COVENTRY, England (Reuters) - Britain is moving towards creating a new national development hub for electric car batteries with officials setting out plans for companies to work together to improve the technology, possibly paving the way for large-scale local production.
Representatives from politics, academia and business in the central English city of Coventry, the historic heart of the British car industry, have pitched plans for a “National Battery Prototyping Centre” which would focus on research and development and testing.
Local government officials set out their plans to create the centre, with state help, at an event on Tuesday attended by the business minister and by Ralf Speth, the chief executive of Britain’s biggest carmaker, Jaguar Land Rover (TAMO.NS), who has said he wants to build electric models in the country.
“We expect public money support for this facility, that’s what today is about,” Andy Street, the mayor of the West Midlands region of central England, told Reuters.
Backers of the plan will submit the proposals to ministers with the goal of securing a slice of government funding for new technologies recently announced by Britain’s Conservative government. A decision on the winning schemes is due soon after a June 8 general election.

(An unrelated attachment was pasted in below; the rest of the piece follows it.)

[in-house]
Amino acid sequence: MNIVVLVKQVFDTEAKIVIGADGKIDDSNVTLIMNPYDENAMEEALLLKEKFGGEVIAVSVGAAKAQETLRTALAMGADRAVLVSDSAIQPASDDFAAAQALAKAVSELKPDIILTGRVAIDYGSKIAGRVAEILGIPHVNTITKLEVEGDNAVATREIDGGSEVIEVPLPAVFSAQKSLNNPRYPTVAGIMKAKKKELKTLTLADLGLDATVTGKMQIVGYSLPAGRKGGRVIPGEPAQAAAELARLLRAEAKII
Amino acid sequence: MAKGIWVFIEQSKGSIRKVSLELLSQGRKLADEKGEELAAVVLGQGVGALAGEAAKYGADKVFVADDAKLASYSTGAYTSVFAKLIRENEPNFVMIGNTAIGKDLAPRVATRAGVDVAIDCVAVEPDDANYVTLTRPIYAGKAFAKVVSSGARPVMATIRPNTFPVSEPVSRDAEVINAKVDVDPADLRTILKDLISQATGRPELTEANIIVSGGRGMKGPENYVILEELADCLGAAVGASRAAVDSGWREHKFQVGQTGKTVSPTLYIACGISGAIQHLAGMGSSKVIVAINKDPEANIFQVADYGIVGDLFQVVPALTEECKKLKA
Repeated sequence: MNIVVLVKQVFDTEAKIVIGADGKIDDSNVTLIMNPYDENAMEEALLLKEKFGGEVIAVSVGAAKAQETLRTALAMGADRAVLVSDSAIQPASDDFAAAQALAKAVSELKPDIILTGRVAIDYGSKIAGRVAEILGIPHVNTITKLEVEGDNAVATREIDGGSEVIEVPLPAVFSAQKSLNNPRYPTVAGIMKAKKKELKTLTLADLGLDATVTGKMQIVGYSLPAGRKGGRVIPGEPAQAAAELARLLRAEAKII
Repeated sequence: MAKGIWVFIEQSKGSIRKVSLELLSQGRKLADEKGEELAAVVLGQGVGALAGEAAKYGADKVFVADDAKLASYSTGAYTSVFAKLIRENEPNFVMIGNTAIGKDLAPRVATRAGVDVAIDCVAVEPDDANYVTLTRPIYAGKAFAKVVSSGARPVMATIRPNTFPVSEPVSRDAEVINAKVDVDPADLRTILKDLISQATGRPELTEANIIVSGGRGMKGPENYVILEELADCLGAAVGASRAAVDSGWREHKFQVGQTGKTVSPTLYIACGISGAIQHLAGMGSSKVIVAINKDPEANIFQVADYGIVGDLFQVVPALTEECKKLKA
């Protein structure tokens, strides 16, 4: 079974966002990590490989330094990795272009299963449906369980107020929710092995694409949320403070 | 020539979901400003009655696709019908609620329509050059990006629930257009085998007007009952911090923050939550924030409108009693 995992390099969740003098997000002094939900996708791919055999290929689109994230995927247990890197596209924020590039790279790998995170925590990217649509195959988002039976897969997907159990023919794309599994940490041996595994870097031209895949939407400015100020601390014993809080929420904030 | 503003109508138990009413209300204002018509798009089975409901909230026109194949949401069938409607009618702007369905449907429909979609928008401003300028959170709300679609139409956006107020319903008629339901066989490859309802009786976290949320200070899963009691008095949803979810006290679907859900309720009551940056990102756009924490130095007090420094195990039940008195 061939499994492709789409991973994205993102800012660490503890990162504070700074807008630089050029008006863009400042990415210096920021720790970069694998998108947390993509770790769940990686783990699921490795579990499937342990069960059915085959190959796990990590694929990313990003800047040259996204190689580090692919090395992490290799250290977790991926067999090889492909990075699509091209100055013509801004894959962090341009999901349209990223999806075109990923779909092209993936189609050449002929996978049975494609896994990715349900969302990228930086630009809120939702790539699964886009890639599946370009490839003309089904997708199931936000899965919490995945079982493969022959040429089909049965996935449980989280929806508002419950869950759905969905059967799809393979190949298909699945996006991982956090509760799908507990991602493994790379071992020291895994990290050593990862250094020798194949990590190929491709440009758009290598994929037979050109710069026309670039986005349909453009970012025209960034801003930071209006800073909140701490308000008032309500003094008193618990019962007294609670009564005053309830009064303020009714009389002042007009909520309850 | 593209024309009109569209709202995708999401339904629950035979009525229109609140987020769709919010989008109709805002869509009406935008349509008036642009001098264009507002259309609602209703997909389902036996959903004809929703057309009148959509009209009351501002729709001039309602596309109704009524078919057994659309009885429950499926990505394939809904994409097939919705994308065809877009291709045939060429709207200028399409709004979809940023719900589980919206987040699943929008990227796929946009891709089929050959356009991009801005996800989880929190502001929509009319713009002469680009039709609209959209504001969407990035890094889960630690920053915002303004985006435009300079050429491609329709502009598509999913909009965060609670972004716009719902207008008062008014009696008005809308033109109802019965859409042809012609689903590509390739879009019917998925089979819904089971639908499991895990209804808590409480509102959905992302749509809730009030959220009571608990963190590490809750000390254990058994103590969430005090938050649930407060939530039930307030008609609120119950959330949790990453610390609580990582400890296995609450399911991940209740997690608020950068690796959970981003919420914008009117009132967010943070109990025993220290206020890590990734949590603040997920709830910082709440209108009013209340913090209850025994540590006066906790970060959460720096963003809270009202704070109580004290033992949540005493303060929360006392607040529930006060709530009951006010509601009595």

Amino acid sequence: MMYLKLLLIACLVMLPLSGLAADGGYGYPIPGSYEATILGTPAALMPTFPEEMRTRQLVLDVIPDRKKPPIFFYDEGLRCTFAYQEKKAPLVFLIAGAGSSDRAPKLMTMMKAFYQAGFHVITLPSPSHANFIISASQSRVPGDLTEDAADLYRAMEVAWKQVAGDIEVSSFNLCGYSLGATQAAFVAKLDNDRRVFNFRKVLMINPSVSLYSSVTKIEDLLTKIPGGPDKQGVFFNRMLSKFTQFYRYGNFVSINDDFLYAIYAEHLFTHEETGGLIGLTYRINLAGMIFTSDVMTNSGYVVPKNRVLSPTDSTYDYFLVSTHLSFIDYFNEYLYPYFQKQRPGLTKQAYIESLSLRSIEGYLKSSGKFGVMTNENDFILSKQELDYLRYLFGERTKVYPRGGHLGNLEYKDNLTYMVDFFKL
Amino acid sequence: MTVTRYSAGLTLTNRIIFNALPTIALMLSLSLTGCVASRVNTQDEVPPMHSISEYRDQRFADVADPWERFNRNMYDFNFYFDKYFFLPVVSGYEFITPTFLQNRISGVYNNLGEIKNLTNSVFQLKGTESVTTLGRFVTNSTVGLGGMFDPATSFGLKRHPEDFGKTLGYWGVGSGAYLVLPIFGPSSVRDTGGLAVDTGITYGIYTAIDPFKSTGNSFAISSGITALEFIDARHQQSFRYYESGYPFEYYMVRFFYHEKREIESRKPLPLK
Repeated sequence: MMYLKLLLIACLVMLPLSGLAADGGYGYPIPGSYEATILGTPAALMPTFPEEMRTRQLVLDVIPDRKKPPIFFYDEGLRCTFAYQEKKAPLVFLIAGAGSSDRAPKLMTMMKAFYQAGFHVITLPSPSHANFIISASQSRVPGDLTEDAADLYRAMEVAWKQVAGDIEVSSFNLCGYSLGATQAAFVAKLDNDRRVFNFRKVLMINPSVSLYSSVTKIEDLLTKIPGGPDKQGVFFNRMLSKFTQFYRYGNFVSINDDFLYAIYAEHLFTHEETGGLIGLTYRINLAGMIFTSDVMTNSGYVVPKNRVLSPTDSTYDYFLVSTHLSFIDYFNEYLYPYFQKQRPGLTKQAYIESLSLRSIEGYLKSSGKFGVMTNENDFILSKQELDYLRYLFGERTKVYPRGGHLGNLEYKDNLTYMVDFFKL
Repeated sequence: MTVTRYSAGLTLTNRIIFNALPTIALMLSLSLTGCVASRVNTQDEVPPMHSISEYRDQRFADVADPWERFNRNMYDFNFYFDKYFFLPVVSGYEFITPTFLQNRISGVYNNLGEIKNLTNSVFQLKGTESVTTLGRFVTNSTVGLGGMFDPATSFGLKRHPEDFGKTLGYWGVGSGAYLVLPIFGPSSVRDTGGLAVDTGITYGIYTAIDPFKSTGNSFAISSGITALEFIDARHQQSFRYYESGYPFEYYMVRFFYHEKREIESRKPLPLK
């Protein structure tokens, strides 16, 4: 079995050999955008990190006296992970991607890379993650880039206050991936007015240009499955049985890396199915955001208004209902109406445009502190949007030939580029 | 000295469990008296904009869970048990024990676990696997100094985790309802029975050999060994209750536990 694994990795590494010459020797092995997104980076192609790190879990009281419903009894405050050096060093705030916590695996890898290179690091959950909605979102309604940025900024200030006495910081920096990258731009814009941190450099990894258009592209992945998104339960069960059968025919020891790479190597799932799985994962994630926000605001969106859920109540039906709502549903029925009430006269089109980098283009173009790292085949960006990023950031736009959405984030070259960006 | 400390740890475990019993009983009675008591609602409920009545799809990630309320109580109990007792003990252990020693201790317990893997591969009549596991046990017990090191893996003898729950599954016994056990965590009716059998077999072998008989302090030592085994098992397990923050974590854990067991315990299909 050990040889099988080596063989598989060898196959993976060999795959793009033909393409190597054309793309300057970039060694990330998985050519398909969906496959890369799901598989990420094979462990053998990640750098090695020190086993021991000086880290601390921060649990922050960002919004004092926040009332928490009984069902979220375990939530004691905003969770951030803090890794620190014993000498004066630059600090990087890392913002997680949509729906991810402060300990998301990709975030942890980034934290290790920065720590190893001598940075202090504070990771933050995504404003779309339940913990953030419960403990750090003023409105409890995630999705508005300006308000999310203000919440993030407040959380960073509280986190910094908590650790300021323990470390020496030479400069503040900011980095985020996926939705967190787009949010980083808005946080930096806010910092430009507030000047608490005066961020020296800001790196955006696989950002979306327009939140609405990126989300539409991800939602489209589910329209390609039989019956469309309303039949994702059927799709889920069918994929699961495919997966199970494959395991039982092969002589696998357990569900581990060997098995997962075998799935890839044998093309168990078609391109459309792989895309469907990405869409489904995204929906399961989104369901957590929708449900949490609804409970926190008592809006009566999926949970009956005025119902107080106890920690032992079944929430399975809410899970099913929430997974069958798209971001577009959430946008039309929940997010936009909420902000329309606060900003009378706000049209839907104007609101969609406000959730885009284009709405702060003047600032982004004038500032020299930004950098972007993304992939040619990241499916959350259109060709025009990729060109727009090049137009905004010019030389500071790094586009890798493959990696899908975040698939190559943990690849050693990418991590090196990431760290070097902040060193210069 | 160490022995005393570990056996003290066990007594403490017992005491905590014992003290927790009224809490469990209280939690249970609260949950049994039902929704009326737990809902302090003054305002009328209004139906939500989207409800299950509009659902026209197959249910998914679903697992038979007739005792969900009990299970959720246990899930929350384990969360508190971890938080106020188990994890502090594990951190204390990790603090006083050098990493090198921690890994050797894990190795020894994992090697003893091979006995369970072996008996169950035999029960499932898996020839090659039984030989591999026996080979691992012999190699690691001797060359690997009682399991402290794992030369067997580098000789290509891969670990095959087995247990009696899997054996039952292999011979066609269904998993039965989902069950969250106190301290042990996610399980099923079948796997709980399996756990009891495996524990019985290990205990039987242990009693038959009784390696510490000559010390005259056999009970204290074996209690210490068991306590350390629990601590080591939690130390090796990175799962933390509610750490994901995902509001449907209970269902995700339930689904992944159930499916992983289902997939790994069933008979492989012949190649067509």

Officials in the West Midlands hope their central location will make it a practical choice for a national centre and they say their plan could ultimately create 10,000 jobs. They gave no estimate of how much a new centre would cost.
Japan’s Nissan (7201.T) already builds its electric Leaf at its north of England plant and Germany’s BMW (BMWG.DE) is due to decide by the end of the year whether to build a new electric Mini model at its plant in Oxford, although potential tariffs on vehicle exports after Brexit will be an important consideration.
Carmakers are racing to build greener vehicles and improve charge times in a bid to meet rising customer demand and meet air quality targets but Britain lacks sufficient manufacturing capacity, an area ministers have said they want to build up.
Speth told Reuters last year it made sense to build electric cars and batteries in the firm’s home market but only if conditions such as pilot testing, support from science and energy supply were met.
The proposals, spearheaded by the Warwick Manufacturing Group which works with manufacturers and is based at Warwick University, go some way to meeting JLR’s needs with hopes the firm will commit to production in the future.
The automaker’s recent major investments have gone abroad with a new plant for conventional vehicles being built in Slovakia and plans for its first electric model, the I-PACE, to be made in Austria.
Ahead of next week’s election, business minister Greg Clark said it was for the next administration to make investment choices, but that there was a clear will to push forward with such projects.
“The enthusiasm of everyone in the room, including JLR, to establish Coventry and the West Midlands as a test bed and place of innovation in battery storage is very evident and there’s huge commitment to that,” he told Reuters.
Editing by Adrian Croft